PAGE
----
Wednesday, September 9, 2015

CTIA 2015: a quick visit on day one. Cisco Hyperlocation!

After just landing a few hours before, I made my way to the Sands Expo Center with my wife to visit the CTIA show floor for the last two hours before it closed.
I wasn't really expecting to find much with just a few hours, but after bumping into a handful of friends and experiencing Samsung's virtual reality headset, I started to look for new and exciting products.


The main attraction that I saw, was the Cisco hyper location module. It's a device that attaches to an existing 3700 series access point and location module, that contains 32 different antennas located around the AP as an array. This halo configuration provides 32 different ways that the access point can hear a device in any given location. The key benefit here is hyper location: giving you the ability to track a device from 1 to 3 m, as opposed to 3 to 5 m which is about the industry standard right now. It does this by listening in 32 different directions and using the onboard radio to process this information. In addition, the location module which contains a BLE radio gives you the ability to support another level of LBS services from Cisco.



One of the things that I thought was really cool about this was that it snapped onto an existing 3700 series chassis, by removing two blank plates on the underside of the device. It does not affect the mounting and barely affects the overall weight of the device, still giving you the ability to mount this on drop ceiling beams, walls, or any other location.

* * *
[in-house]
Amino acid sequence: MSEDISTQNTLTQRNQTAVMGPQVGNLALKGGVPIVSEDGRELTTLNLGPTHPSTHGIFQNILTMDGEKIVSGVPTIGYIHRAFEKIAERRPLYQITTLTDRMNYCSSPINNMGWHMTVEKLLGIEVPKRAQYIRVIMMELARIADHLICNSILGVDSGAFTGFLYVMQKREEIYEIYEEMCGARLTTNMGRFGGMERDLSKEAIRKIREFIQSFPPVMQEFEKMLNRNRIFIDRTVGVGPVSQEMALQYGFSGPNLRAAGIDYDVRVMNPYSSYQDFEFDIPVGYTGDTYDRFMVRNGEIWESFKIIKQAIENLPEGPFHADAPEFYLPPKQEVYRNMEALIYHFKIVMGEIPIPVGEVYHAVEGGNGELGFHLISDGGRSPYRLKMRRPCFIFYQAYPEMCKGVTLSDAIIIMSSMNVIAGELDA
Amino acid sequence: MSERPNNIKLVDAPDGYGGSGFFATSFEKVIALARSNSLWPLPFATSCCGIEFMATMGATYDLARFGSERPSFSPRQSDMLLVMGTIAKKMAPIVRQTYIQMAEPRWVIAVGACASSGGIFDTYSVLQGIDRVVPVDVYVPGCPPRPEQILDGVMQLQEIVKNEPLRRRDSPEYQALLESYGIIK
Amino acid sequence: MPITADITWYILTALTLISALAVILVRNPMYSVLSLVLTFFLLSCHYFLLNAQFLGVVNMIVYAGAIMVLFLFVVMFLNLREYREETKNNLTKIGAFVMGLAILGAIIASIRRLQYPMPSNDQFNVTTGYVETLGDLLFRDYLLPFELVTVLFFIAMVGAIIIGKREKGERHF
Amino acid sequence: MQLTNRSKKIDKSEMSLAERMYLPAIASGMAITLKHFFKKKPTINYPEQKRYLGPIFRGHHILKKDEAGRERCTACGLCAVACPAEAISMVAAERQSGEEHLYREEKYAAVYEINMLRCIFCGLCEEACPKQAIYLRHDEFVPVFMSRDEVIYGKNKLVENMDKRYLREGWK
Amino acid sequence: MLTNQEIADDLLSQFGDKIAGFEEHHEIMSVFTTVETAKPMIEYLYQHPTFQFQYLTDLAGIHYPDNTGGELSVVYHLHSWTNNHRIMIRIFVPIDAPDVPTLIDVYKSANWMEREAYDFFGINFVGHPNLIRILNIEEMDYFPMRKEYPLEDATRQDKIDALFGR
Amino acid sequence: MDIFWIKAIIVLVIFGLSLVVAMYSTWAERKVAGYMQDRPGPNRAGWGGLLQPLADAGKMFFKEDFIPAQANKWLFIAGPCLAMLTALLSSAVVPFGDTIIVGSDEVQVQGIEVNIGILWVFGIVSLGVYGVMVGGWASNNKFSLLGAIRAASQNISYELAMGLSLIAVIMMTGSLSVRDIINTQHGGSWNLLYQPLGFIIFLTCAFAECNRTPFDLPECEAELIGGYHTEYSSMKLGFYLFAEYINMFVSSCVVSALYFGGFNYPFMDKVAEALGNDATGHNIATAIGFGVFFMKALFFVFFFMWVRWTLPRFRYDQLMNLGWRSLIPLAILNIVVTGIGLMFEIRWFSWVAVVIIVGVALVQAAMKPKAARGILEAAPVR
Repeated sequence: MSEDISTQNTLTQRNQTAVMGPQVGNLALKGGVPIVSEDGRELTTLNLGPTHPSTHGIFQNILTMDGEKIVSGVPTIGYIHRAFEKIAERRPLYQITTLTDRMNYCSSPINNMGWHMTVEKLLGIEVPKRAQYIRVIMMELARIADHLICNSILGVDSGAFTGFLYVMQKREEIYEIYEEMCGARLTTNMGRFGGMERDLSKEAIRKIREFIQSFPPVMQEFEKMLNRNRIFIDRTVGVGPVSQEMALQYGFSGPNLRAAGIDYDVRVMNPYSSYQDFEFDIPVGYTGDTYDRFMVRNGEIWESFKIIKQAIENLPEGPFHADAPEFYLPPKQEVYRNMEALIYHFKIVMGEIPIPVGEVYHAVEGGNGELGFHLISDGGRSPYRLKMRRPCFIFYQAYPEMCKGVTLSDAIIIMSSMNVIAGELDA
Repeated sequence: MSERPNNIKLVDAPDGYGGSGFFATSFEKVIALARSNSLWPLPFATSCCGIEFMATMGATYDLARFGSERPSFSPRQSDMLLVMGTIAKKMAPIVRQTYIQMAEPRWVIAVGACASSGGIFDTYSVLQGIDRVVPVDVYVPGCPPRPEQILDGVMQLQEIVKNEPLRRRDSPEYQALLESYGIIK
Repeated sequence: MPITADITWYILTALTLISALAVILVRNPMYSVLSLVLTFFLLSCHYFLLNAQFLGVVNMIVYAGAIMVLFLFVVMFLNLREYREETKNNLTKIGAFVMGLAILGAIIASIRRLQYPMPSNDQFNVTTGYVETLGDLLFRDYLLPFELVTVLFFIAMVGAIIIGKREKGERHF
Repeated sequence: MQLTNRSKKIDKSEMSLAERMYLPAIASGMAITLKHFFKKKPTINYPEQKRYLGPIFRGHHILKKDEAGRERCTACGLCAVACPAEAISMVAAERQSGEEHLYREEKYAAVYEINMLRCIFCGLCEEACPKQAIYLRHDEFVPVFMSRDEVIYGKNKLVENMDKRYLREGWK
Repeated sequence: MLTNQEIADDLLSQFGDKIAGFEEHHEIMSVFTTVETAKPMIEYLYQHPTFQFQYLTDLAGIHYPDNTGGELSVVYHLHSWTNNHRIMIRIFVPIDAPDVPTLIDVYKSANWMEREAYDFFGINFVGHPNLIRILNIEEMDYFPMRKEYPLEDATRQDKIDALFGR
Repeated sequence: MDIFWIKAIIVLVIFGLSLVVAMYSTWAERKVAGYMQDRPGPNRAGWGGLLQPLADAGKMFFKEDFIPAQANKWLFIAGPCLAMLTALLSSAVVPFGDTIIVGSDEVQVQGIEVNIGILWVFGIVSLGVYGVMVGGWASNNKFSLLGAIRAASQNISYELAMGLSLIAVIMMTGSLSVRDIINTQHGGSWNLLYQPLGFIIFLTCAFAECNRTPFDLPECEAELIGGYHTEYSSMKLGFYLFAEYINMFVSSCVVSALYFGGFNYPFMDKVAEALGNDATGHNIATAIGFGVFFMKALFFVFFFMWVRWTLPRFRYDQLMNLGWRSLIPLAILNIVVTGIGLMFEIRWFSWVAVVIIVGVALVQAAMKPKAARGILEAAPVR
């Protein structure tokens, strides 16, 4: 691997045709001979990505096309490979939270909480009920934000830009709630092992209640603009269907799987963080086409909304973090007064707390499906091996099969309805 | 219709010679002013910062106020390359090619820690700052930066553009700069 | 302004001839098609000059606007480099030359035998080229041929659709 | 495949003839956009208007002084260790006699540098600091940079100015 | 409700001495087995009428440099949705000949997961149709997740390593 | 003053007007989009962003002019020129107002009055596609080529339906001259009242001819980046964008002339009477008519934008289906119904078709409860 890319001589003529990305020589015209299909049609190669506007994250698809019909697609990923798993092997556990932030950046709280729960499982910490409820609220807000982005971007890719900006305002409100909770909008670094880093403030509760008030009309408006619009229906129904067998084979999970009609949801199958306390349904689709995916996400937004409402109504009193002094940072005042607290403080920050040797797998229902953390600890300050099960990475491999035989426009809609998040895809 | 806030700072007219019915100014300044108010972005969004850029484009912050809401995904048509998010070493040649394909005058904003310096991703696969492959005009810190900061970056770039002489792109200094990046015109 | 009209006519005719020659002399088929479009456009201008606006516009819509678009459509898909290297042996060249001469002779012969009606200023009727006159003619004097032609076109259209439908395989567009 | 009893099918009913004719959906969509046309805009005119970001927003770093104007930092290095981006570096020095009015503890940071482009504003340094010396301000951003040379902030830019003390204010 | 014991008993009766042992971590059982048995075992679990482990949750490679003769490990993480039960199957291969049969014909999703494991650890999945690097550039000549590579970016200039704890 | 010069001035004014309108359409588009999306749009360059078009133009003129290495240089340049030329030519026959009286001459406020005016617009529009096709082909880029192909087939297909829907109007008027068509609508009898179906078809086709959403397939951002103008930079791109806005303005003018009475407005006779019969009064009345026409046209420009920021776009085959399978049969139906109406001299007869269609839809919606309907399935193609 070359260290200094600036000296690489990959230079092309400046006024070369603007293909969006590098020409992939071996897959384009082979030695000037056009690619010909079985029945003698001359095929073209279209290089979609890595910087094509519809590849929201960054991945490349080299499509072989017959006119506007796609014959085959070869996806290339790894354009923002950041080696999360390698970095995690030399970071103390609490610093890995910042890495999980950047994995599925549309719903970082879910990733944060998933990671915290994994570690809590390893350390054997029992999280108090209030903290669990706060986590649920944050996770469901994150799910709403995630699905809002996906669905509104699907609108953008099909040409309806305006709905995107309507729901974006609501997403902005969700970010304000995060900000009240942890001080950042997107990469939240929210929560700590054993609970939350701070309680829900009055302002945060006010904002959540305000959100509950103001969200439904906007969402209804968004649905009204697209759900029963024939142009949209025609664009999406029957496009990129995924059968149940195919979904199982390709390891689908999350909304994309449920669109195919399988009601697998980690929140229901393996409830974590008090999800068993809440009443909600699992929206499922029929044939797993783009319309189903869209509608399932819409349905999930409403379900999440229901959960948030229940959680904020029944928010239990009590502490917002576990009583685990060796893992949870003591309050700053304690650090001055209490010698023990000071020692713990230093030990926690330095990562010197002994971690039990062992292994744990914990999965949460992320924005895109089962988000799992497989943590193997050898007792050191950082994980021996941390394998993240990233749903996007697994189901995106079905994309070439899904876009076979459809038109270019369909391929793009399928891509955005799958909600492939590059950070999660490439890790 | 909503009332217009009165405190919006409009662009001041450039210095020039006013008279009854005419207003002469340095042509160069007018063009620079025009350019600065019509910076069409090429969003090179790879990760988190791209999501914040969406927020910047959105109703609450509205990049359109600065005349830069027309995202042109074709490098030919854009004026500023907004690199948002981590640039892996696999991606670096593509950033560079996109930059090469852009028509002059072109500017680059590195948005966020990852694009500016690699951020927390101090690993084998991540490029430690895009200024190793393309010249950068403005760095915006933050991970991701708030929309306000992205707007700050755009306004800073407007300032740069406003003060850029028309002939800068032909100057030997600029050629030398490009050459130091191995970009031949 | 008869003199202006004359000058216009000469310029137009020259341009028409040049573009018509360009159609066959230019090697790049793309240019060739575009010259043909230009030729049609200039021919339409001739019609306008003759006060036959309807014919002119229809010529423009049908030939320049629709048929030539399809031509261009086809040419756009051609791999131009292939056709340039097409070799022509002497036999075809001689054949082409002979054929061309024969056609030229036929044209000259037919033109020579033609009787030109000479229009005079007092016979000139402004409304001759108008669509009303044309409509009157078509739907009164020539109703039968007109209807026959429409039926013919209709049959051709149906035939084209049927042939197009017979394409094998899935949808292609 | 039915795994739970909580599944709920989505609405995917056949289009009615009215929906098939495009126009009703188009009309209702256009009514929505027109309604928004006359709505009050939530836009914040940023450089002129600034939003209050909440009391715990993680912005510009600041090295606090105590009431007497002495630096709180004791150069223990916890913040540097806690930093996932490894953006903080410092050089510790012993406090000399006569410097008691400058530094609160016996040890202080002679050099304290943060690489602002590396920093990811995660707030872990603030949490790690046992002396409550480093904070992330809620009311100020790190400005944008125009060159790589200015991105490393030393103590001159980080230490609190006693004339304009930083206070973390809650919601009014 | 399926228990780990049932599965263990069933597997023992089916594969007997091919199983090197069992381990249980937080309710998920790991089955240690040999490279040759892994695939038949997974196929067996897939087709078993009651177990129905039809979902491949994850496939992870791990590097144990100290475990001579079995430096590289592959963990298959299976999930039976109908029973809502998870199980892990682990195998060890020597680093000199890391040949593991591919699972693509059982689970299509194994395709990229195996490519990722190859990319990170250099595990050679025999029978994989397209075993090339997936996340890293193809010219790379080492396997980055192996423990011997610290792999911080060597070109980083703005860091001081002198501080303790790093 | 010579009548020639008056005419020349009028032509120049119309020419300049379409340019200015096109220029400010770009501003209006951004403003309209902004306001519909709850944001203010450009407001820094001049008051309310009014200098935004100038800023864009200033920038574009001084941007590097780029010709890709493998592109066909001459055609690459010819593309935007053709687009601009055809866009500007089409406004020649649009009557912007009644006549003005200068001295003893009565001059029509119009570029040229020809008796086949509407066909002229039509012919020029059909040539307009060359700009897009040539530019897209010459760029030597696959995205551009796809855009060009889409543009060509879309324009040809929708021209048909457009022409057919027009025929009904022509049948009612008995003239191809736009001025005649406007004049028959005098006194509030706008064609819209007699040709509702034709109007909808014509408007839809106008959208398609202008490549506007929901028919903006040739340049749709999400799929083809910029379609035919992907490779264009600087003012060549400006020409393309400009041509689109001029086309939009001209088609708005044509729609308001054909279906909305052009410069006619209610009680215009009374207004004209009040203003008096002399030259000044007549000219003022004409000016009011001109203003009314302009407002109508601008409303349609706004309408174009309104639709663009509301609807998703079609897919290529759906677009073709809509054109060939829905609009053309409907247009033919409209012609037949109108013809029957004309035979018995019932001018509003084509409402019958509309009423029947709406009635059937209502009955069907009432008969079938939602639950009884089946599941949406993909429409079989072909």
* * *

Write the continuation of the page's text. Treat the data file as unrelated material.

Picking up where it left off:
There was no software demonstration on the specific use cases of this, but you can let your mind wander as to what you can do. When asked about how many devices to deploy in order to get the perfect amount of tracking, a standard three device configuration would work, but you could still get some pretty decent information off of a single device with an array attached.



Overall the design is pretty sleek and even features and arrow to make sure that you know where 0° is located on the array. It's naps together pretty seamlessly and doesn't require tools or anything more than two thumbscrews to get it attached. I look forward to learning more about this device and seeing some real world use cases of it at wireless field day 8, or I was told it will be featured :-)

I would write more about this, however I left my laptop charger at home like a true amateur blogger, so I'm off to Best Buy to find the best replacement I can :-)

More tomorrow from CTIA 2015 in Las Vegas!

1 comment:

  1. Hi Drew,

    Can this operate stand-alone? Or does it need additional CISCO hardware to run it? Is there an API to query the location data?

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